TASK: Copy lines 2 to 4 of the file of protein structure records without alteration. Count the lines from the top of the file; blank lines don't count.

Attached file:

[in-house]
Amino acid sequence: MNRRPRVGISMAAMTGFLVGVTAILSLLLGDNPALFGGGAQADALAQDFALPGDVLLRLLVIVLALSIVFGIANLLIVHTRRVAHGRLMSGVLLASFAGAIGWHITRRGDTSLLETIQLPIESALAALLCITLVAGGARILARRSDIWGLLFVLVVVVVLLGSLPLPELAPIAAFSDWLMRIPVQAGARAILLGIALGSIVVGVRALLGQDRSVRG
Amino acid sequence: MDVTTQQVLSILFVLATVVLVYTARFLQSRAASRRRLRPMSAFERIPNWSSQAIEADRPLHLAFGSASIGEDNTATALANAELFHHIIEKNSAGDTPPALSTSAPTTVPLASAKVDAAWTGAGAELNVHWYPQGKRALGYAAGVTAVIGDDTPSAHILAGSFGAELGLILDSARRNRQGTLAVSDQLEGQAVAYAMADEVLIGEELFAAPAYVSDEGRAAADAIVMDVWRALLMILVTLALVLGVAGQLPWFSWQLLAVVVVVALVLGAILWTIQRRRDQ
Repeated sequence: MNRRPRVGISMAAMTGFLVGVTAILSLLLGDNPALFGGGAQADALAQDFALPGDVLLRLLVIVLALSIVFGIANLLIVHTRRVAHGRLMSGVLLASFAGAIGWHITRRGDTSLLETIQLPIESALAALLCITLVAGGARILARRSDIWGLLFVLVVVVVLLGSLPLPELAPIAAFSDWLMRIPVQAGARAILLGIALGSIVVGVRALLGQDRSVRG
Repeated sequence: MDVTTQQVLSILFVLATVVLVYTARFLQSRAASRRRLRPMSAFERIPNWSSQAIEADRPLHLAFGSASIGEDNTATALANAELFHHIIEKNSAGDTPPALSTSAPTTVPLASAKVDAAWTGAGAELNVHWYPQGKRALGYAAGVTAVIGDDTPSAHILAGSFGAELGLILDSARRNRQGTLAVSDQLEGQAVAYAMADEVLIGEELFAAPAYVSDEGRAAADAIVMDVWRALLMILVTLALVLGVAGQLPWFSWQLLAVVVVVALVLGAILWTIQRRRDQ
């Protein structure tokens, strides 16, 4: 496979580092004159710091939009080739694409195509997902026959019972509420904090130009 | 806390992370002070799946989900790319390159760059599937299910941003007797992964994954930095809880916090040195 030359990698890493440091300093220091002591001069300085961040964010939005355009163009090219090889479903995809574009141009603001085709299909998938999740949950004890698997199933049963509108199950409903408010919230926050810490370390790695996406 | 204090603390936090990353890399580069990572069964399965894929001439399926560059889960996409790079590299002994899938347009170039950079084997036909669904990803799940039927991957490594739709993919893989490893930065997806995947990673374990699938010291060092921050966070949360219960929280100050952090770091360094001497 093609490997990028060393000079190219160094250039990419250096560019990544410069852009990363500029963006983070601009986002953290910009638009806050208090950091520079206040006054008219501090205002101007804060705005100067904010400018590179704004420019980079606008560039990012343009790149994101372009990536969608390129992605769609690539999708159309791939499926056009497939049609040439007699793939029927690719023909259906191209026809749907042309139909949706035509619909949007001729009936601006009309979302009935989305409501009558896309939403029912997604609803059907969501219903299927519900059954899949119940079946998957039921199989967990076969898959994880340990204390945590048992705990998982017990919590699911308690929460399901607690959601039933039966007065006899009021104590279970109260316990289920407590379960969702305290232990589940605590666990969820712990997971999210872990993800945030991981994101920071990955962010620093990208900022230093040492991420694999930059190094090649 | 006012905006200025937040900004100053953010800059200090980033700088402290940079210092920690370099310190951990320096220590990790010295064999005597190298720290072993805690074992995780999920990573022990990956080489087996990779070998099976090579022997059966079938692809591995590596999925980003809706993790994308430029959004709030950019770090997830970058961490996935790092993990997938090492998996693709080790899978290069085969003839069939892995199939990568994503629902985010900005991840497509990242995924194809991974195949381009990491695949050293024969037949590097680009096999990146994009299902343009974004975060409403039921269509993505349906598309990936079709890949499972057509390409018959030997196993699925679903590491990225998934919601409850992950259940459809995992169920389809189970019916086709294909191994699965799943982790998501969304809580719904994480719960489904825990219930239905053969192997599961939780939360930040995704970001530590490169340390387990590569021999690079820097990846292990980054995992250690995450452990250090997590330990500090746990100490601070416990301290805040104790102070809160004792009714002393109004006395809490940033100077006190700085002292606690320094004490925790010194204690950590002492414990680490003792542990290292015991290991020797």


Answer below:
Amino acid sequence: MNRRPRVGISMAAMTGFLVGVTAILSLLLGDNPALFGGGAQADALAQDFALPGDVLLRLLVIVLALSIVFGIANLLIVHTRRVAHGRLMSGVLLASFAGAIGWHITRRGDTSLLETIQLPIESALAALLCITLVAGGARILARRSDIWGLLFVLVVVVVLLGSLPLPELAPIAAFSDWLMRIPVQAGARAILLGIALGSIVVGVRALLGQDRSVRG
Amino acid sequence: MDVTTQQVLSILFVLATVVLVYTARFLQSRAASRRRLRPMSAFERIPNWSSQAIEADRPLHLAFGSASIGEDNTATALANAELFHHIIEKNSAGDTPPALSTSAPTTVPLASAKVDAAWTGAGAELNVHWYPQGKRALGYAAGVTAVIGDDTPSAHILAGSFGAELGLILDSARRNRQGTLAVSDQLEGQAVAYAMADEVLIGEELFAAPAYVSDEGRAAADAIVMDVWRALLMILVTLALVLGVAGQLPWFSWQLLAVVVVVALVLGAILWTIQRRRDQ
Repeated sequence: MNRRPRVGISMAAMTGFLVGVTAILSLLLGDNPALFGGGAQADALAQDFALPGDVLLRLLVIVLALSIVFGIANLLIVHTRRVAHGRLMSGVLLASFAGAIGWHITRRGDTSLLETIQLPIESALAALLCITLVAGGARILARRSDIWGLLFVLVVVVVLLGSLPLPELAPIAAFSDWLMRIPVQAGARAILLGIALGSIVVGVRALLGQDRSVRG